If there ever •exisjted a rac« that was closely attached to the Turks, by its fidelity, by its services rendered to its country, by its numbers of talented statesmen and officials and by the intelligence it had shown in every branch of commerce, manufacture, the sciences and art, that race was, above all others, the Armenian. They had introduced printing into Turkey and also dramatic art. Their poets," writers, and great financiers were innumerable. Many of them would have been honored even in the west, as, for instance, Moise de "Khorene, historian and poet. Arista che de Lasdiverde, who had been compared with Jeremiah, and in contemporary time; Earn Soundoukientze Chirvansade, Ahronian Teho-b-anian, Novavr, and dozens of others.
It was the Armenian Odian who was the collaborator of Midhat Pasha, the author of tin* Ottoman constitution. Ephrem Khan, the Garibaldi of the East and the great hero of the Persian revolution, gained his inspiration from another Armenian of the name of Mai-Khan. Moreover, in all .justice, they must recognise that the clesnotic regime in Turkey, as in Poreio., found its keenest opponents in thfv A'-menians, who hastened considerably the coming of a. constitutional regime. Th^re was1 not a single enlightened Tv.vk who would not subscribe to the opinion expressed thirteen vfors ago by his friend Lynch, a British mombesv 01 Parliament, to the effect that the Armenians were p.T-tlcularlv adapted to bo- the intermediaries of the rt"w civilisation. They were familiar with Turkey's highest ideals, and a^siinilat^d -nil the- now idrantages of European culture with an avidity nnd perfection that no other race had *vor shown itself capable of eonaling. Th« General went on to "ay that, the b^.rde^t lieart nmst soften at the tho"«xht fl'-Tt so r.nfto'l a -'conl^. who flight to hwn b^en the hrmpiest influence towards, the renovation of the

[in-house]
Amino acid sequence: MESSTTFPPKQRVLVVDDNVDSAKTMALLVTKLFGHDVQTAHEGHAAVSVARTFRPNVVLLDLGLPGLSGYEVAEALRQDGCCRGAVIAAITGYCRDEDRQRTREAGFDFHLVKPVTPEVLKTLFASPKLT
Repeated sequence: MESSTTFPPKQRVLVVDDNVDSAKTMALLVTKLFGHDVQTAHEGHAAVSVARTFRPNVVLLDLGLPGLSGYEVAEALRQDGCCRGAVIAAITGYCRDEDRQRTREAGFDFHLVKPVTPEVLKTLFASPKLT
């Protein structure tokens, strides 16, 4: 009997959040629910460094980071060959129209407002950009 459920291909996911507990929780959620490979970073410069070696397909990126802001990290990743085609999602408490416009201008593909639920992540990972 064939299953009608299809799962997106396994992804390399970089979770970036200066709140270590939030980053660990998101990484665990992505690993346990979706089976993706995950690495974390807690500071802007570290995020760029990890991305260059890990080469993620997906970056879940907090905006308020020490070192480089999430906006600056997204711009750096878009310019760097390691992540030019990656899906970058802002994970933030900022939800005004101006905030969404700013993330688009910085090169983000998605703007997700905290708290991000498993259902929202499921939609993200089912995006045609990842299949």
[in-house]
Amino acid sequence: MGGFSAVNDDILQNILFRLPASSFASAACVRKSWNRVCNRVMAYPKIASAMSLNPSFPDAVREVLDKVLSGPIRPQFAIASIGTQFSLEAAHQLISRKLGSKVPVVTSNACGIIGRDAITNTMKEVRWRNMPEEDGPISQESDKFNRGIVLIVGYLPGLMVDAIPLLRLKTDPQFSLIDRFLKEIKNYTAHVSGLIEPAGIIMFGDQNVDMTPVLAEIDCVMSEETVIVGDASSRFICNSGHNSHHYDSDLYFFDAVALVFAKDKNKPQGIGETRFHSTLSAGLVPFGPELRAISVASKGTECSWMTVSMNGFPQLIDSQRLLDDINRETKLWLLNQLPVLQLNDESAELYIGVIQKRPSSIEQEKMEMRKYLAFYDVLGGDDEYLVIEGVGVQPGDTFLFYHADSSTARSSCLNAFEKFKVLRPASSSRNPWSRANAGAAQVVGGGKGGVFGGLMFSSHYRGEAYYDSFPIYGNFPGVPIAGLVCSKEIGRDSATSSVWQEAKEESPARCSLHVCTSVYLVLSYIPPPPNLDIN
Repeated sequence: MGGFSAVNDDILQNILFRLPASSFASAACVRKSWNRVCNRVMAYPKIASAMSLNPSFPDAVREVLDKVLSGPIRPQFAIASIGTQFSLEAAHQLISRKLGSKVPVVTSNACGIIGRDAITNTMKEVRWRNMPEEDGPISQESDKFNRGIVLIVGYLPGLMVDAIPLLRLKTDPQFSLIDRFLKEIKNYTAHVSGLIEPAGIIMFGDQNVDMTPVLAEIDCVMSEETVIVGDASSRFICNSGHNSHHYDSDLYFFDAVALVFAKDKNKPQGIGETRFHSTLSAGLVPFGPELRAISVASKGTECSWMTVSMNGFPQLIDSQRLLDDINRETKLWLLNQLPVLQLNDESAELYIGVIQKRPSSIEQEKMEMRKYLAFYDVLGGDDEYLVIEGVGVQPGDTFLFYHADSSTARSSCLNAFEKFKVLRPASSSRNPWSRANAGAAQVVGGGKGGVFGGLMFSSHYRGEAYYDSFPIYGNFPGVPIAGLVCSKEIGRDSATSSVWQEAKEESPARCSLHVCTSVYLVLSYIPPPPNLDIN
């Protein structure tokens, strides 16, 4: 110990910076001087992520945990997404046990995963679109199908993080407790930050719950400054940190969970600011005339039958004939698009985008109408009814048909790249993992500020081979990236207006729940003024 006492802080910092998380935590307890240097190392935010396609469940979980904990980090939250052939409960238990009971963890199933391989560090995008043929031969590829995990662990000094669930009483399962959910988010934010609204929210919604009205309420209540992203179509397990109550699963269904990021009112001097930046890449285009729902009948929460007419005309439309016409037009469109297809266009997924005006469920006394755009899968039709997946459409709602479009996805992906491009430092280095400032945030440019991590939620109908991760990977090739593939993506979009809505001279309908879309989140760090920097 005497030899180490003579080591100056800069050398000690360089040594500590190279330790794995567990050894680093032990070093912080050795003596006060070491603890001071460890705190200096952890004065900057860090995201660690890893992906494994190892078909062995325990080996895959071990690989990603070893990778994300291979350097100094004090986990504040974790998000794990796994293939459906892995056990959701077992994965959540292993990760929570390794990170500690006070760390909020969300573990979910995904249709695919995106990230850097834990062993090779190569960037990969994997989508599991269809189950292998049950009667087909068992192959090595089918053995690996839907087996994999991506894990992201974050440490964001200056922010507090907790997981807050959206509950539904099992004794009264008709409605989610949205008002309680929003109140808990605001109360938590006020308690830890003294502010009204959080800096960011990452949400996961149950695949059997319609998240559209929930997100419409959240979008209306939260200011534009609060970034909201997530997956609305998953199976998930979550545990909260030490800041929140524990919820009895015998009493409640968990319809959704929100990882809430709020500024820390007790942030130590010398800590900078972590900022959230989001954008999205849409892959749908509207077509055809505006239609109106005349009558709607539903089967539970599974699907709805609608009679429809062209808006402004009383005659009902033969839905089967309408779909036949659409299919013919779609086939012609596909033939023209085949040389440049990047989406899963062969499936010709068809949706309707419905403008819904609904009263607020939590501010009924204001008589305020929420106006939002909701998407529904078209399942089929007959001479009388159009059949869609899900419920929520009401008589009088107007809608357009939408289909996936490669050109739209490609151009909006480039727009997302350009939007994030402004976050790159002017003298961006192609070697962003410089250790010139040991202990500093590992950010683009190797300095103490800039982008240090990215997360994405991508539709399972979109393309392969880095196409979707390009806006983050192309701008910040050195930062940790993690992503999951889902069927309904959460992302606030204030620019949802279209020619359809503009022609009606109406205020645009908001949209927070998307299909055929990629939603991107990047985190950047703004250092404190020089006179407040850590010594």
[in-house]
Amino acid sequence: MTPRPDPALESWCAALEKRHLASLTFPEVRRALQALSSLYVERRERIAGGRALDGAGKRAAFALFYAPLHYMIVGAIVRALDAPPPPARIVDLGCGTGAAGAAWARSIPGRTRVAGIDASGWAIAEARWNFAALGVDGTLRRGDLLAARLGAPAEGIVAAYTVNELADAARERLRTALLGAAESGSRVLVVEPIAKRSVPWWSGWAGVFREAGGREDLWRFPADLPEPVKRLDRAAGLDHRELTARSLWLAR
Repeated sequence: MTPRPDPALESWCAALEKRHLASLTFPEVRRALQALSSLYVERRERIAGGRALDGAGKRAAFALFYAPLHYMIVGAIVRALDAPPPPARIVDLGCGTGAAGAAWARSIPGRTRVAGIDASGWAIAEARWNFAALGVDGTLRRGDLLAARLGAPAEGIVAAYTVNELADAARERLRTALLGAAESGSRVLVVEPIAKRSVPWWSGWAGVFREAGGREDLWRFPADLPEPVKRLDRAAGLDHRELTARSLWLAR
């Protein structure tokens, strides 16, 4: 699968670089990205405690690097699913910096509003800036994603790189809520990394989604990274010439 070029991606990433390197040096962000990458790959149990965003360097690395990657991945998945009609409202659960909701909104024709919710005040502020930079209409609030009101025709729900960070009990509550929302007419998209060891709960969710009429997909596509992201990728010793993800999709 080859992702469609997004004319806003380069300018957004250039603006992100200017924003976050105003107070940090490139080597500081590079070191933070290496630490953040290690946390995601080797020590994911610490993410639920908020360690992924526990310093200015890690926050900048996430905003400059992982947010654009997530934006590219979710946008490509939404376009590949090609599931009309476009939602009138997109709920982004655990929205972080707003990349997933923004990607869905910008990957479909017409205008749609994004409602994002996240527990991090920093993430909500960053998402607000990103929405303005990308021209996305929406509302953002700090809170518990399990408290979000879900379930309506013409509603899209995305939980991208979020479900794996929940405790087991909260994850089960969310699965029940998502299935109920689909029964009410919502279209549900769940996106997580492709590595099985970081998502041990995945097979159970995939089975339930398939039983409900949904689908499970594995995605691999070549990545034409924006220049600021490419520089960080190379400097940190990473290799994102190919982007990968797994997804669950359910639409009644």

Ottoman Empire, wore on the point of disappearing from history. Not through being .subjugated as the* Jews wei-e by the Assyrians, but literally through destruction.
THE ARMENIAN MISTAKE.
Cherif Pasha said also that he would: like to say a word touching, not only the Armenian nation, but a few Armenian personalities and groups of propagandists who had so disastrously, during the last six years, been the defenders and apologists of the Committee of Union and Progress, the very authors of all these present troubles. Many a time he himself had warned the former against the bad faith of the Unionists, whose treachery and perversity he knew too well. Moreover, the massacre of Adana, which was secured by order, should have awakened them to the true facts. A few. through an idea of self-interest, and others inspired by bad political combinations, as for instance Zohrab E'flfsndi, the poor deputy for Constantinople, who had paid so dearly for his mistakes—almost rail the Armenian leaders, in fact, had, by uniting themselves with the Committee of Union and Progress, only compromised instead of serving the cause of their country. If instead of serving under the banner of this society, which was as pernicious as it was secret, they _ had frankly ranged themselves with the true Liberals who at the peril of their life had long ago denounced the danger, not only would they have remained1 true to their ideals, but they Would have saved their unfortunate brothers from persecution prior to the war, and their whole nation from the prospect of an extermination that would [be unique in the annals of history.
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THE NEAR EAST., Marlborough Express, Volume L, Issue 23, 28 January 1916
THE NEAR EAST. Marlborough Express, Volume L, Issue 23, 28 January 1916